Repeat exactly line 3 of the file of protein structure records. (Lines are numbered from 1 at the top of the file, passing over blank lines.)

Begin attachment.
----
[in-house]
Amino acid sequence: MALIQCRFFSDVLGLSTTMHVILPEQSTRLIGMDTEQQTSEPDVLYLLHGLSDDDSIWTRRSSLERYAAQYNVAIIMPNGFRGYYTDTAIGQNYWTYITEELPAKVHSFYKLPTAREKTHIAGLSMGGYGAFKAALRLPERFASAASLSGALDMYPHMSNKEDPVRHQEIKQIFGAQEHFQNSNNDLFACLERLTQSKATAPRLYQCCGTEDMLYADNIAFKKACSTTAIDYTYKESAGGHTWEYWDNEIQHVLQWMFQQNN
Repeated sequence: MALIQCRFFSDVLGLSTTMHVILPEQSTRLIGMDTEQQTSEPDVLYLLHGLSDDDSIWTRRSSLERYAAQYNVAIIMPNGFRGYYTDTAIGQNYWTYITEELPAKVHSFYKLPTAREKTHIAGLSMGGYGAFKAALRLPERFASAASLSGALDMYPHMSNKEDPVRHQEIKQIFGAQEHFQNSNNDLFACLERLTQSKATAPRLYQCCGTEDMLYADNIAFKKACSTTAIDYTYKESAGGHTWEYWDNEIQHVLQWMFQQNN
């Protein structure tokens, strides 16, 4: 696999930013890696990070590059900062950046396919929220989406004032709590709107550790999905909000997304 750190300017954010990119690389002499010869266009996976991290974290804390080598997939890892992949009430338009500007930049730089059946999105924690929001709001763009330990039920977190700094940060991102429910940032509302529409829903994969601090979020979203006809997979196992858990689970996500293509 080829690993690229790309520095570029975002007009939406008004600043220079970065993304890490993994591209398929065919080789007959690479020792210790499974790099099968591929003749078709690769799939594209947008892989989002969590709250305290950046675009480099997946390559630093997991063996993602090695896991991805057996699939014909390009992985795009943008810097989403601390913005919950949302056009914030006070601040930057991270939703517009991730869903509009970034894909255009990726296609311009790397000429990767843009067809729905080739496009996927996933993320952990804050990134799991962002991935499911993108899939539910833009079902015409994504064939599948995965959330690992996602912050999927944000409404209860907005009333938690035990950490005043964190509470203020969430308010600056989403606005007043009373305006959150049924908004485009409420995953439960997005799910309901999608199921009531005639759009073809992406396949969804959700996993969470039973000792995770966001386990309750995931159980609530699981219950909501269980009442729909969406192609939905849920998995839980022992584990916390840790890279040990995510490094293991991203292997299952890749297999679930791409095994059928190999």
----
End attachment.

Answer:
Repeated sequence: MALIQCRFFSDVLGLSTTMHVILPEQSTRLIGMDTEQQTSEPDVLYLLHGLSDDDSIWTRRSSLERYAAQYNVAIIMPNGFRGYYTDTAIGQNYWTYITEELPAKVHSFYKLPTAREKTHIAGLSMGGYGAFKAALRLPERFASAASLSGALDMYPHMSNKEDPVRHQEIKQIFGAQEHFQNSNNDLFACLERLTQSKATAPRLYQCCGTEDMLYADNIAFKKACSTTAIDYTYKESAGGHTWEYWDNEIQHVLQWMFQQNN